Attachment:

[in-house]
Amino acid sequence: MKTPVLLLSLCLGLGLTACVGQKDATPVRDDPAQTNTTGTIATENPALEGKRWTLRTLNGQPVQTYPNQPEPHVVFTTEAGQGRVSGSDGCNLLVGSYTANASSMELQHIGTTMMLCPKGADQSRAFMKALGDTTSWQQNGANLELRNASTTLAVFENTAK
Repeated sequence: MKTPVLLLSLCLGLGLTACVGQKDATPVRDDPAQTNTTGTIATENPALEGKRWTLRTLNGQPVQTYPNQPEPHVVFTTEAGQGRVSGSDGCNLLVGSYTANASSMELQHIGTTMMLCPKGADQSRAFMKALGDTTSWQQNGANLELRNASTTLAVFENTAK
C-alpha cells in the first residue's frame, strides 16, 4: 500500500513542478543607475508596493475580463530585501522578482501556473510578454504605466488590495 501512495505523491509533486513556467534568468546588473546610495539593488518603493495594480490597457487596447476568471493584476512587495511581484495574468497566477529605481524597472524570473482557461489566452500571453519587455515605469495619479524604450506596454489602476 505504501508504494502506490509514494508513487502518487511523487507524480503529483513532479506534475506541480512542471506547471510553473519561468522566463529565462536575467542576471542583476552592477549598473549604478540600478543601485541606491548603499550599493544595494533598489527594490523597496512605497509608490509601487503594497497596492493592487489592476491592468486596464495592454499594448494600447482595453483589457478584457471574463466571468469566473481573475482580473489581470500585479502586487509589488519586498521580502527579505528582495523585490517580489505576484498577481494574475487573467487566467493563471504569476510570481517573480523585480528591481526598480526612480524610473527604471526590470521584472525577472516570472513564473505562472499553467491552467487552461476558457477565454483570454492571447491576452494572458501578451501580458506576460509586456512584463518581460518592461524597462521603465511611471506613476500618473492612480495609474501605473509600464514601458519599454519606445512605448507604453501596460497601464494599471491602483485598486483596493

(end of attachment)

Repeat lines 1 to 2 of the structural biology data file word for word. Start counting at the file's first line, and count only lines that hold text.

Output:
[in-house]
Amino acid sequence: MKTPVLLLSLCLGLGLTACVGQKDATPVRDDPAQTNTTGTIATENPALEGKRWTLRTLNGQPVQTYPNQPEPHVVFTTEAGQGRVSGSDGCNLLVGSYTANASSMELQHIGTTMMLCPKGADQSRAFMKALGDTTSWQQNGANLELRNASTTLAVFENTAK